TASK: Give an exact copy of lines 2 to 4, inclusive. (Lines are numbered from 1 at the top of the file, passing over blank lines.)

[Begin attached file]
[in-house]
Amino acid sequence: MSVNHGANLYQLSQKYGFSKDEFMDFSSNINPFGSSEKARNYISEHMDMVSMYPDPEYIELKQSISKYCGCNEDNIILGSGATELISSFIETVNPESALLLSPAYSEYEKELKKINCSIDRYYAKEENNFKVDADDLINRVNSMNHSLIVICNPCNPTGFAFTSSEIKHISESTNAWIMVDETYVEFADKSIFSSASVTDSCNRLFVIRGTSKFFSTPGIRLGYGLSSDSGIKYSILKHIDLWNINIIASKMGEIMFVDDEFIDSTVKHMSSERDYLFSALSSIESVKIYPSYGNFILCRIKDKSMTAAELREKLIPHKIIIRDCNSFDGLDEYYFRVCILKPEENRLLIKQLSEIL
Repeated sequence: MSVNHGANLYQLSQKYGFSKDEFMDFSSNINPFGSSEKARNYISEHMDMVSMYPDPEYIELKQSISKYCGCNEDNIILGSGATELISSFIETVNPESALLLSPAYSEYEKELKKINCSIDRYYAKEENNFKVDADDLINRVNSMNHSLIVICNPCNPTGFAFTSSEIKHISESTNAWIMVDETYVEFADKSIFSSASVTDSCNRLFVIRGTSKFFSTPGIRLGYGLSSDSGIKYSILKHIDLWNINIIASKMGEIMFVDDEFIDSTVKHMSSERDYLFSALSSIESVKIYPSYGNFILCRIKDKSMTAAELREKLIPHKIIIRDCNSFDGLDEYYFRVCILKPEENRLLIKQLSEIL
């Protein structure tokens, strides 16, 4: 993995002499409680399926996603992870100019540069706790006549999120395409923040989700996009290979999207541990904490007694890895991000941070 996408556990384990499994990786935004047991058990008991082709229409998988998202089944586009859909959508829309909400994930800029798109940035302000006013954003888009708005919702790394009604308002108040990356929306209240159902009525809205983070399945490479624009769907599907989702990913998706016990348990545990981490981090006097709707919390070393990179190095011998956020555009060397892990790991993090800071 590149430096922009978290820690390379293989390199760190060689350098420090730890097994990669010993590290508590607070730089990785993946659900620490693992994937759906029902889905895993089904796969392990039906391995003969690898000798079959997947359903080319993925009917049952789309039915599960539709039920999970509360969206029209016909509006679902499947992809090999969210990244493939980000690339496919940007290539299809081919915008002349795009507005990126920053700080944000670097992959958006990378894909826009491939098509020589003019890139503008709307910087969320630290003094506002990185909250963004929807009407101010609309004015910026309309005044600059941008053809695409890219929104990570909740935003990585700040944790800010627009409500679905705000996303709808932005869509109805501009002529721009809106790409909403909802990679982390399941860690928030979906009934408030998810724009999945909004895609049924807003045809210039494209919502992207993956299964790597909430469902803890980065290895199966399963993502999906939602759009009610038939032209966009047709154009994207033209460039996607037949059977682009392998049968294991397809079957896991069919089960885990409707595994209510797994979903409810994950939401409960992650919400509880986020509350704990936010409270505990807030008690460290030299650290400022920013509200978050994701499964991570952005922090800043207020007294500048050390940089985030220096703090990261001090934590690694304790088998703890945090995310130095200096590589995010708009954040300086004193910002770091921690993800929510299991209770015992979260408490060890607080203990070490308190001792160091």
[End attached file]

Amino acid sequence: MSVNHGANLYQLSQKYGFSKDEFMDFSSNINPFGSSEKARNYISEHMDMVSMYPDPEYIELKQSISKYCGCNEDNIILGSGATELISSFIETVNPESALLLSPAYSEYEKELKKINCSIDRYYAKEENNFKVDADDLINRVNSMNHSLIVICNPCNPTGFAFTSSEIKHISESTNAWIMVDETYVEFADKSIFSSASVTDSCNRLFVIRGTSKFFSTPGIRLGYGLSSDSGIKYSILKHIDLWNINIIASKMGEIMFVDDEFIDSTVKHMSSERDYLFSALSSIESVKIYPSYGNFILCRIKDKSMTAAELREKLIPHKIIIRDCNSFDGLDEYYFRVCILKPEENRLLIKQLSEIL
Repeated sequence: MSVNHGANLYQLSQKYGFSKDEFMDFSSNINPFGSSEKARNYISEHMDMVSMYPDPEYIELKQSISKYCGCNEDNIILGSGATELISSFIETVNPESALLLSPAYSEYEKELKKINCSIDRYYAKEENNFKVDADDLINRVNSMNHSLIVICNPCNPTGFAFTSSEIKHISESTNAWIMVDETYVEFADKSIFSSASVTDSCNRLFVIRGTSKFFSTPGIRLGYGLSSDSGIKYSILKHIDLWNINIIASKMGEIMFVDDEFIDSTVKHMSSERDYLFSALSSIESVKIYPSYGNFILCRIKDKSMTAAELREKLIPHKIIIRDCNSFDGLDEYYFRVCILKPEENRLLIKQLSEIL
């Protein structure tokens, strides 16, 4: 993995002499409680399926996603992870100019540069706790006549999120395409923040989700996009290979999207541990904490007694890895991000941070 996408556990384990499994990786935004047991058990008991082709229409998988998202089944586009859909959508829309909400994930800029798109940035302000006013954003888009708005919702790394009604308002108040990356929306209240159902009525809205983070399945490479624009769907599907989702990913998706016990348990545990981490981090006097709707919390070393990179190095011998956020555009060397892990790991993090800071 590149430096922009978290820690390379293989390199760190060689350098420090730890097994990669010993590290508590607070730089990785993946659900620490693992994937759906029902889905895993089904796969392990039906391995003969690898000798079959997947359903080319993925009917049952789309039915599960539709039920999970509360969206029209016909509006679902499947992809090999969210990244493939980000690339496919940007290539299809081919915008002349795009507005990126920053700080944000670097992959958006990378894909826009491939098509020589003019890139503008709307910087969320630290003094506002990185909250963004929807009407101010609309004015910026309309005044600059941008053809695409890219929104990570909740935003990585700040944790800010627009409500679905705000996303709808932005869509109805501009002529721009809106790409909403909802990679982390399941860690928030979906009934408030998810724009999945909004895609049924807003045809210039494209919502992207993956299964790597909430469902803890980065290895199966399963993502999906939602759009009610038939032209966009047709154009994207033209460039996607037949059977682009392998049968294991397809079957896991069919089960885990409707595994209510797994979903409810994950939401409960992650919400509880986020509350704990936010409270505990807030008690460290030299650290400022920013509200978050994701499964991570952005922090800043207020007294500048050390940089985030220096703090990261001090934590690694304790088998703890945090995310130095200096590589995010708009954040300086004193910002770091921690993800929510299991209770015992979260408490060890607080203990070490308190001792160091």